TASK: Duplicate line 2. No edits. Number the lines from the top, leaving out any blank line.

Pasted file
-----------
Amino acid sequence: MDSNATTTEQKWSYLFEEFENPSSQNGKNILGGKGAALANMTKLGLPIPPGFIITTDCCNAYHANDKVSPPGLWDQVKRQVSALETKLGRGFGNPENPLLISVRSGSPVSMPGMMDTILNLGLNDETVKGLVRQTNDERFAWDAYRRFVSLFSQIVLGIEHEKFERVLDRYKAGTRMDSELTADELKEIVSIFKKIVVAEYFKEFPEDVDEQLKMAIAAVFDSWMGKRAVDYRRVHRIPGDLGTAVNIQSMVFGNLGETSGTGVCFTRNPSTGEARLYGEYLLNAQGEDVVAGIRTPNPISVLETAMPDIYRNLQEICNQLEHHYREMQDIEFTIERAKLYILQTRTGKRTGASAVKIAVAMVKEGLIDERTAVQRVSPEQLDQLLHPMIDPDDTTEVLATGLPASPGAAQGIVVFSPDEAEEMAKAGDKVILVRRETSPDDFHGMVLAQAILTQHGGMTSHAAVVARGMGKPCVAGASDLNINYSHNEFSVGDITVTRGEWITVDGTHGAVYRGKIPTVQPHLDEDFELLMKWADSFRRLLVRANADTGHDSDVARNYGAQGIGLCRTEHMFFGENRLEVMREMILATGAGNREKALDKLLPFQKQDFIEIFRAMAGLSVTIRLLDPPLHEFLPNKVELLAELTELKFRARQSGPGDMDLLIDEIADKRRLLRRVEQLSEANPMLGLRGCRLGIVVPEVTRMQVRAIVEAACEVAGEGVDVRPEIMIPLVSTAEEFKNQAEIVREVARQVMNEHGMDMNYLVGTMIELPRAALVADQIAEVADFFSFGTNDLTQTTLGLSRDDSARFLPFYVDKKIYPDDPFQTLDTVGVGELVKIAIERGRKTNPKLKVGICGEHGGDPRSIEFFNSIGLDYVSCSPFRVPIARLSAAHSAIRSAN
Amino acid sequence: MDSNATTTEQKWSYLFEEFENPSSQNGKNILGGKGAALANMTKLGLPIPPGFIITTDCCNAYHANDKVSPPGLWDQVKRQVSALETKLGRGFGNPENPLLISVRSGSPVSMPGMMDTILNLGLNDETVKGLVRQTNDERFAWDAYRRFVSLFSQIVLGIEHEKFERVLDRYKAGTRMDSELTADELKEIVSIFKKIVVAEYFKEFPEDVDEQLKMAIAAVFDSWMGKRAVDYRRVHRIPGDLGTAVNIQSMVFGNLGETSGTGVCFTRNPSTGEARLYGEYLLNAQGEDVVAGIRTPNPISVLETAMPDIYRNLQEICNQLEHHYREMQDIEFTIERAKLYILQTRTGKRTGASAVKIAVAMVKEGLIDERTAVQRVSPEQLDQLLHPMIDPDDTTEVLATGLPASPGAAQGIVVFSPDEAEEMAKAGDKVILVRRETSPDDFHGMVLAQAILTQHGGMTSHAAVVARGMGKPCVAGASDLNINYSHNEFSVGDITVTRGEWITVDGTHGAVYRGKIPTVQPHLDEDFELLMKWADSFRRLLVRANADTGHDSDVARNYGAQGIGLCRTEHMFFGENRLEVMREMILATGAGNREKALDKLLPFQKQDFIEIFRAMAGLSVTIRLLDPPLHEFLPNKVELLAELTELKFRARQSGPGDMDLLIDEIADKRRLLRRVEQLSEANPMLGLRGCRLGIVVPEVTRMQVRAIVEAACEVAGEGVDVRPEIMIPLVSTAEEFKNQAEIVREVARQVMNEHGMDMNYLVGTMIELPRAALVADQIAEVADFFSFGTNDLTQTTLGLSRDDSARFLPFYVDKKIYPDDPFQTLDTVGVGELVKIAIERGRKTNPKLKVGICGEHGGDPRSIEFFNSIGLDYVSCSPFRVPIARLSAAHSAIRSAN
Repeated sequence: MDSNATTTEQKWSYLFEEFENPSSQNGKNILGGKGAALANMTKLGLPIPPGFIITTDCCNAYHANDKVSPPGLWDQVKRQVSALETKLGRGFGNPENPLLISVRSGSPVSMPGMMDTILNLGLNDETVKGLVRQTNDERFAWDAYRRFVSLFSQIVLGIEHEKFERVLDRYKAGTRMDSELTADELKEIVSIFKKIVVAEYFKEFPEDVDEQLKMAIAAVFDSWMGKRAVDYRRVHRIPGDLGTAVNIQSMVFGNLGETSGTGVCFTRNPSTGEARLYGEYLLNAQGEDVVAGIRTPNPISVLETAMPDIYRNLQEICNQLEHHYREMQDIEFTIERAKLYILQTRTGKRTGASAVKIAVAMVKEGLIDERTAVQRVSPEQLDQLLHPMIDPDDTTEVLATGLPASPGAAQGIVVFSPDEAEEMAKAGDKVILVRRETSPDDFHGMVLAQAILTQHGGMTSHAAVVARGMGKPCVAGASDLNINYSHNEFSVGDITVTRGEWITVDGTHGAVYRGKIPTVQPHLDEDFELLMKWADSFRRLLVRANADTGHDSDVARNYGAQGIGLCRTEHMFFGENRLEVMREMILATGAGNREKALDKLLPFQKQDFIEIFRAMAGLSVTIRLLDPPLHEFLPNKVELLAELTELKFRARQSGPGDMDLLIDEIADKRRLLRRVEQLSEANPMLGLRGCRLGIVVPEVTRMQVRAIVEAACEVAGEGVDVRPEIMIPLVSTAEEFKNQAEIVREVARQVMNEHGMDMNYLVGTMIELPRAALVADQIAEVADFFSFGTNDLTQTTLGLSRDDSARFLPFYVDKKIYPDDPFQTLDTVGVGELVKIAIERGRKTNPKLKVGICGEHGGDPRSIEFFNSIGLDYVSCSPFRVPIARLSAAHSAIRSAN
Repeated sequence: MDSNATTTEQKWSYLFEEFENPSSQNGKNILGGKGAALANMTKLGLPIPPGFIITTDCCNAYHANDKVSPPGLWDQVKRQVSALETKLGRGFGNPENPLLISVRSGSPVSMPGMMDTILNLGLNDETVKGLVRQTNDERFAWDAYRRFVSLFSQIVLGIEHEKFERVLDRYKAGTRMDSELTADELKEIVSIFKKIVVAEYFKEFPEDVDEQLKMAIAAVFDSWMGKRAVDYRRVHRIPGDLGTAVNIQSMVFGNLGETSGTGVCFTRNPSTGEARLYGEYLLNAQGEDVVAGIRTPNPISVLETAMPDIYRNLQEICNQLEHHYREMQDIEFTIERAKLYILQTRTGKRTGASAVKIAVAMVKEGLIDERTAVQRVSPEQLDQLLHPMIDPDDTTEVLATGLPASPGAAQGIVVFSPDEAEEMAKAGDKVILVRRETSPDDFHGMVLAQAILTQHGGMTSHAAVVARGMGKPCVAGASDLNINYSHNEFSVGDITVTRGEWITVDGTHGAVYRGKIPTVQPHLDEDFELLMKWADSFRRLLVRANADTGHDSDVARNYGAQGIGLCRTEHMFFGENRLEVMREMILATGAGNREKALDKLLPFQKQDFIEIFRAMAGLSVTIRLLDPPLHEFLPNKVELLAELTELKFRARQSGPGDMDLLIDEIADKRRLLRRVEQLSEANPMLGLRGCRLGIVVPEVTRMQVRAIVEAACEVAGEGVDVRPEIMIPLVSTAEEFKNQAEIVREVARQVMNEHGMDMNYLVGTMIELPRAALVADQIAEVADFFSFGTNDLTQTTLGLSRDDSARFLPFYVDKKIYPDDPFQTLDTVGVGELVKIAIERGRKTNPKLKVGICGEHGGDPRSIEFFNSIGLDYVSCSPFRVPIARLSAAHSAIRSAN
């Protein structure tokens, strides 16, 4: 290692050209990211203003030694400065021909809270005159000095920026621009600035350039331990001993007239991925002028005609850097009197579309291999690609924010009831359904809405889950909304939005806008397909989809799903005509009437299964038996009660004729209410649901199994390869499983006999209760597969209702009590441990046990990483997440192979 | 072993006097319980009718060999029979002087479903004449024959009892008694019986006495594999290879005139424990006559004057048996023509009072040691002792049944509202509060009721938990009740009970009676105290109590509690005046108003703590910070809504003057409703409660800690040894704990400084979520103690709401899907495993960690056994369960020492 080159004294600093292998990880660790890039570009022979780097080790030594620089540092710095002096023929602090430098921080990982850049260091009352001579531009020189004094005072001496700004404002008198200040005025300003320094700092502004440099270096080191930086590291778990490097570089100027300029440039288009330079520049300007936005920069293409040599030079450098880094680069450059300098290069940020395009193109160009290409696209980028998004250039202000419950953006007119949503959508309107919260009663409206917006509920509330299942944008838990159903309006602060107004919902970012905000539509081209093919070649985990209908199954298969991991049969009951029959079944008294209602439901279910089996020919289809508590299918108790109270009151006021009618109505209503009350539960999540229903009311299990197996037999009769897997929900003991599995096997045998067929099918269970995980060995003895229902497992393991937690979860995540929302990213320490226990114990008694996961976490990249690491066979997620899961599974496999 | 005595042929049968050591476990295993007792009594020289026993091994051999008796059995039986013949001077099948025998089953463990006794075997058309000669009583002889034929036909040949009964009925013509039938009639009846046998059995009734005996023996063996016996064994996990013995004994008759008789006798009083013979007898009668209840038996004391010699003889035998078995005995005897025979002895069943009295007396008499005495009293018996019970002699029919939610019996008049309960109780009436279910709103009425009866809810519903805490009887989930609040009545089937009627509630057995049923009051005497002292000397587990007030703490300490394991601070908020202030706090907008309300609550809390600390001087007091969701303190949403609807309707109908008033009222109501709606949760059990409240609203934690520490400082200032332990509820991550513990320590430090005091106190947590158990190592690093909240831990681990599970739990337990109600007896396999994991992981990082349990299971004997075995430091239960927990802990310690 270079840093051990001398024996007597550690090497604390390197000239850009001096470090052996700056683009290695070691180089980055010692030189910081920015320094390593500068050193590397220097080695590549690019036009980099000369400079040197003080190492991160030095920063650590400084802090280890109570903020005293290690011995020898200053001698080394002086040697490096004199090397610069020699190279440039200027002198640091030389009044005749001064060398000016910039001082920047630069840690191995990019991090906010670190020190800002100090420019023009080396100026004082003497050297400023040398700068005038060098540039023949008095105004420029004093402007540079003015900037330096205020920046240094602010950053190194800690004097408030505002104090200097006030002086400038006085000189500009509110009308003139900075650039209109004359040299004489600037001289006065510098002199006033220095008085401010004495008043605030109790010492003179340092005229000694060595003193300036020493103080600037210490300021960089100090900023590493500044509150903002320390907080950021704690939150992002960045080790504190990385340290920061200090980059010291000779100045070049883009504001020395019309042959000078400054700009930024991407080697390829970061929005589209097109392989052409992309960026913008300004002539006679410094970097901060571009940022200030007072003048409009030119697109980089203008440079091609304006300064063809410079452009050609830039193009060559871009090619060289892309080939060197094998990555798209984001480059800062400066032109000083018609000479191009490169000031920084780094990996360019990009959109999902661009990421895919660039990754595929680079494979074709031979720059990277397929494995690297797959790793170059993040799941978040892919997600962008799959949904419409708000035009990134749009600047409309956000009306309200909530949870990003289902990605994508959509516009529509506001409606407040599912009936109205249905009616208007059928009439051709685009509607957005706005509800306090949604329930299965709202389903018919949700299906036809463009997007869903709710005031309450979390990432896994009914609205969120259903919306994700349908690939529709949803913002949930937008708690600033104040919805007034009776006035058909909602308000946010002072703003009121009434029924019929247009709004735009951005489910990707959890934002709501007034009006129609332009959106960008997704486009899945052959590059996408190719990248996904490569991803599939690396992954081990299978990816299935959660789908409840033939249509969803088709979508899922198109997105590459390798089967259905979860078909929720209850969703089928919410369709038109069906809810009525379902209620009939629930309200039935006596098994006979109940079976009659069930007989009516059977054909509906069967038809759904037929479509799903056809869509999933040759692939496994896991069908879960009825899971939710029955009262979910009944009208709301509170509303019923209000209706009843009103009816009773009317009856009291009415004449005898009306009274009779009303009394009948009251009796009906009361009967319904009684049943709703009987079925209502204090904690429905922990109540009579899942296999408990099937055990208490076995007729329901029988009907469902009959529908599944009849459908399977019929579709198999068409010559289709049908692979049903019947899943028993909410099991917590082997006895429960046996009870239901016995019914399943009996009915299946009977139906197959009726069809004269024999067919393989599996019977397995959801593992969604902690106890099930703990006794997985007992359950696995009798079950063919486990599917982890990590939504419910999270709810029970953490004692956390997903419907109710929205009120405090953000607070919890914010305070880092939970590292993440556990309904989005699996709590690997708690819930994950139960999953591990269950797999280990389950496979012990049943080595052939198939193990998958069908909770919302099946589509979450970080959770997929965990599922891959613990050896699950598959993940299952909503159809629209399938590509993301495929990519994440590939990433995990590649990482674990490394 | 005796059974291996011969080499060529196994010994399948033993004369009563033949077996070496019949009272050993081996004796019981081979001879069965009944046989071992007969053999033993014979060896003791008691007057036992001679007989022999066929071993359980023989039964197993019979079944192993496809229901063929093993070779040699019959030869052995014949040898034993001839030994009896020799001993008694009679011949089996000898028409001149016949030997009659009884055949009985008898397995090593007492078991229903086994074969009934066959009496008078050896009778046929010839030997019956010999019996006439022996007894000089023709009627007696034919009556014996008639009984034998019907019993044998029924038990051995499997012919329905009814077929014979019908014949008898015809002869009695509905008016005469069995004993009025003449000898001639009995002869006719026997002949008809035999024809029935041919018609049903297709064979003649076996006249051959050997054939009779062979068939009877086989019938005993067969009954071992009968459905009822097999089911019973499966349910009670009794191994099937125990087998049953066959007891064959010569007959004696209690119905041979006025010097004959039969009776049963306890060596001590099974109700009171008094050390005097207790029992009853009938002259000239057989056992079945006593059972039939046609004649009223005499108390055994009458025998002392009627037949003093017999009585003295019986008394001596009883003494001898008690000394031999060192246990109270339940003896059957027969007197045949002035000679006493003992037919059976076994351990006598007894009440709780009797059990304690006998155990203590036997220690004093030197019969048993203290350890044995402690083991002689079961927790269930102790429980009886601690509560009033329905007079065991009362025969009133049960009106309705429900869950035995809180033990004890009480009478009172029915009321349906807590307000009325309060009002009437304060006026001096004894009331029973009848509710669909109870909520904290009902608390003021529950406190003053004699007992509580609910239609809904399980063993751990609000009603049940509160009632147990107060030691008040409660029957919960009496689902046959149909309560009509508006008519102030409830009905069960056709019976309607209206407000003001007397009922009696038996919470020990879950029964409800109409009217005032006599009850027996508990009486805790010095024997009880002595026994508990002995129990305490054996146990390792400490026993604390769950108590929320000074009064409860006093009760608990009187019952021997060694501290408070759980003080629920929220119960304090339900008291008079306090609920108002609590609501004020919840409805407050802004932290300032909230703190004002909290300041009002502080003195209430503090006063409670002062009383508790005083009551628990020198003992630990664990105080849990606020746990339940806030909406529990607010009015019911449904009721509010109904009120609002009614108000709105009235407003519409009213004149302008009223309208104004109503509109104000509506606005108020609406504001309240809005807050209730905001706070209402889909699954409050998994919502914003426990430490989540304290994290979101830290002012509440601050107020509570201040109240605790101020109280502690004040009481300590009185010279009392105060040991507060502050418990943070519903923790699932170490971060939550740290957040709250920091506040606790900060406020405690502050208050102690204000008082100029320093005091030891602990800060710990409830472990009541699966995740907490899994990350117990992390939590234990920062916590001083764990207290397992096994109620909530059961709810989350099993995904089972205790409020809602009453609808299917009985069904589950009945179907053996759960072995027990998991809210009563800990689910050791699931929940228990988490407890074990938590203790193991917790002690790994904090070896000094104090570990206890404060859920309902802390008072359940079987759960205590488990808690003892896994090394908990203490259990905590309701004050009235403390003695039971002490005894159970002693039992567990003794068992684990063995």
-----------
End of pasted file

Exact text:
Amino acid sequence: MDSNATTTEQKWSYLFEEFENPSSQNGKNILGGKGAALANMTKLGLPIPPGFIITTDCCNAYHANDKVSPPGLWDQVKRQVSALETKLGRGFGNPENPLLISVRSGSPVSMPGMMDTILNLGLNDETVKGLVRQTNDERFAWDAYRRFVSLFSQIVLGIEHEKFERVLDRYKAGTRMDSELTADELKEIVSIFKKIVVAEYFKEFPEDVDEQLKMAIAAVFDSWMGKRAVDYRRVHRIPGDLGTAVNIQSMVFGNLGETSGTGVCFTRNPSTGEARLYGEYLLNAQGEDVVAGIRTPNPISVLETAMPDIYRNLQEICNQLEHHYREMQDIEFTIERAKLYILQTRTGKRTGASAVKIAVAMVKEGLIDERTAVQRVSPEQLDQLLHPMIDPDDTTEVLATGLPASPGAAQGIVVFSPDEAEEMAKAGDKVILVRRETSPDDFHGMVLAQAILTQHGGMTSHAAVVARGMGKPCVAGASDLNINYSHNEFSVGDITVTRGEWITVDGTHGAVYRGKIPTVQPHLDEDFELLMKWADSFRRLLVRANADTGHDSDVARNYGAQGIGLCRTEHMFFGENRLEVMREMILATGAGNREKALDKLLPFQKQDFIEIFRAMAGLSVTIRLLDPPLHEFLPNKVELLAELTELKFRARQSGPGDMDLLIDEIADKRRLLRRVEQLSEANPMLGLRGCRLGIVVPEVTRMQVRAIVEAACEVAGEGVDVRPEIMIPLVSTAEEFKNQAEIVREVARQVMNEHGMDMNYLVGTMIELPRAALVADQIAEVADFFSFGTNDLTQTTLGLSRDDSARFLPFYVDKKIYPDDPFQTLDTVGVGELVKIAIERGRKTNPKLKVGICGEHGGDPRSIEFFNSIGLDYVSCSPFRVPIARLSAAHSAIRSAN